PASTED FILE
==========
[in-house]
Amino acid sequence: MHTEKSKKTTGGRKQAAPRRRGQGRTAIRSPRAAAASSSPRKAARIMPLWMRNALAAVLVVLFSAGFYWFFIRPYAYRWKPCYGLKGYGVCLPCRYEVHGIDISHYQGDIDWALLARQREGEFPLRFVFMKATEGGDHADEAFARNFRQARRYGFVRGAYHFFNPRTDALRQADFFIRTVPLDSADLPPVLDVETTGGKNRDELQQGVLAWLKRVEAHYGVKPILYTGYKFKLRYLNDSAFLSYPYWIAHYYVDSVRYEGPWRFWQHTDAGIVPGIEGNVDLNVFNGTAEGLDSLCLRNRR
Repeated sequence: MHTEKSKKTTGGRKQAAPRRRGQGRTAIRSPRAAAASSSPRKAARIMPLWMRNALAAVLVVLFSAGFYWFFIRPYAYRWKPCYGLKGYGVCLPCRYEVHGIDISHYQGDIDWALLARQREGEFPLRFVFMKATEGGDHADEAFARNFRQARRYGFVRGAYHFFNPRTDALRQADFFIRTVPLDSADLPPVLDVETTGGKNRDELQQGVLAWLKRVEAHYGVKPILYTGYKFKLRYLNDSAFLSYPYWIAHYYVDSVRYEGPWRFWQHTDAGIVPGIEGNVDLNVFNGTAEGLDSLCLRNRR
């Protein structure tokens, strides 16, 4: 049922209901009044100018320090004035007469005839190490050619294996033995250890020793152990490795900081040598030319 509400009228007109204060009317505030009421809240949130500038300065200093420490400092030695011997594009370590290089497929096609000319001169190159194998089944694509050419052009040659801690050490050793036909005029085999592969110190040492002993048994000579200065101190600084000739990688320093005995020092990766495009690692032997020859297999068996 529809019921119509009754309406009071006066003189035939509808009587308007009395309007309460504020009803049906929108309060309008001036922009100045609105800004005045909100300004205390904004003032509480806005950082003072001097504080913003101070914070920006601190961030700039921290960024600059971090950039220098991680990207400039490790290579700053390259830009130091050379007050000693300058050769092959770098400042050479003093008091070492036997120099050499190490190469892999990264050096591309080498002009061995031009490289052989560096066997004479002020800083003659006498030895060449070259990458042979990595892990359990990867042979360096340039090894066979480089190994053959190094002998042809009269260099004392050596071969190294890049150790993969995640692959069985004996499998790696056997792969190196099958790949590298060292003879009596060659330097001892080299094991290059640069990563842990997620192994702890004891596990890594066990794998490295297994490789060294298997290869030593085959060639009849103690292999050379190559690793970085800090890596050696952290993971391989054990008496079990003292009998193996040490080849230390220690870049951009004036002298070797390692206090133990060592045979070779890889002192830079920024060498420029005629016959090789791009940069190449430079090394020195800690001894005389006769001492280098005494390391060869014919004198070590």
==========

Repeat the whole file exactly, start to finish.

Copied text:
[in-house]
Amino acid sequence: MHTEKSKKTTGGRKQAAPRRRGQGRTAIRSPRAAAASSSPRKAARIMPLWMRNALAAVLVVLFSAGFYWFFIRPYAYRWKPCYGLKGYGVCLPCRYEVHGIDISHYQGDIDWALLARQREGEFPLRFVFMKATEGGDHADEAFARNFRQARRYGFVRGAYHFFNPRTDALRQADFFIRTVPLDSADLPPVLDVETTGGKNRDELQQGVLAWLKRVEAHYGVKPILYTGYKFKLRYLNDSAFLSYPYWIAHYYVDSVRYEGPWRFWQHTDAGIVPGIEGNVDLNVFNGTAEGLDSLCLRNRR
Repeated sequence: MHTEKSKKTTGGRKQAAPRRRGQGRTAIRSPRAAAASSSPRKAARIMPLWMRNALAAVLVVLFSAGFYWFFIRPYAYRWKPCYGLKGYGVCLPCRYEVHGIDISHYQGDIDWALLARQREGEFPLRFVFMKATEGGDHADEAFARNFRQARRYGFVRGAYHFFNPRTDALRQADFFIRTVPLDSADLPPVLDVETTGGKNRDELQQGVLAWLKRVEAHYGVKPILYTGYKFKLRYLNDSAFLSYPYWIAHYYVDSVRYEGPWRFWQHTDAGIVPGIEGNVDLNVFNGTAEGLDSLCLRNRR
């Protein structure tokens, strides 16, 4: 049922209901009044100018320090004035007469005839190490050619294996033995250890020793152990490795900081040598030319 509400009228007109204060009317505030009421809240949130500038300065200093420490400092030695011997594009370590290089497929096609000319001169190159194998089944694509050419052009040659801690050490050793036909005029085999592969110190040492002993048994000579200065101190600084000739990688320093005995020092990766495009690692032997020859297999068996 529809019921119509009754309406009071006066003189035939509808009587308007009395309007309460504020009803049906929108309060309008001036922009100045609105800004005045909100300004205390904004003032509480806005950082003072001097504080913003101070914070920006601190961030700039921290960024600059971090950039220098991680990207400039490790290579700053390259830009130091050379007050000693300058050769092959770098400042050479003093008091070492036997120099050499190490190469892999990264050096591309080498002009061995031009490289052989560096066997004479002020800083003659006498030895060449070259990458042979990595892990359990990867042979360096340039090894066979480089190994053959190094002998042809009269260099004392050596071969190294890049150790993969995640692959069985004996499998790696056997792969190196099958790949590298060292003879009596060659330097001892080299094991290059640069990563842990997620192994702890004891596990890594066990794998490295297994490789060294298997290869030593085959060639009849103690292999050379190559690793970085800090890596050696952290993971391989054990008496079990003292009998193996040490080849230390220690870049951009004036002298070797390692206090133990060592045979070779890889002192830079920024060498420029005629016959090789791009940069190449430079090394020195800690001894005389006769001492280098005494390391060869014919004198070590």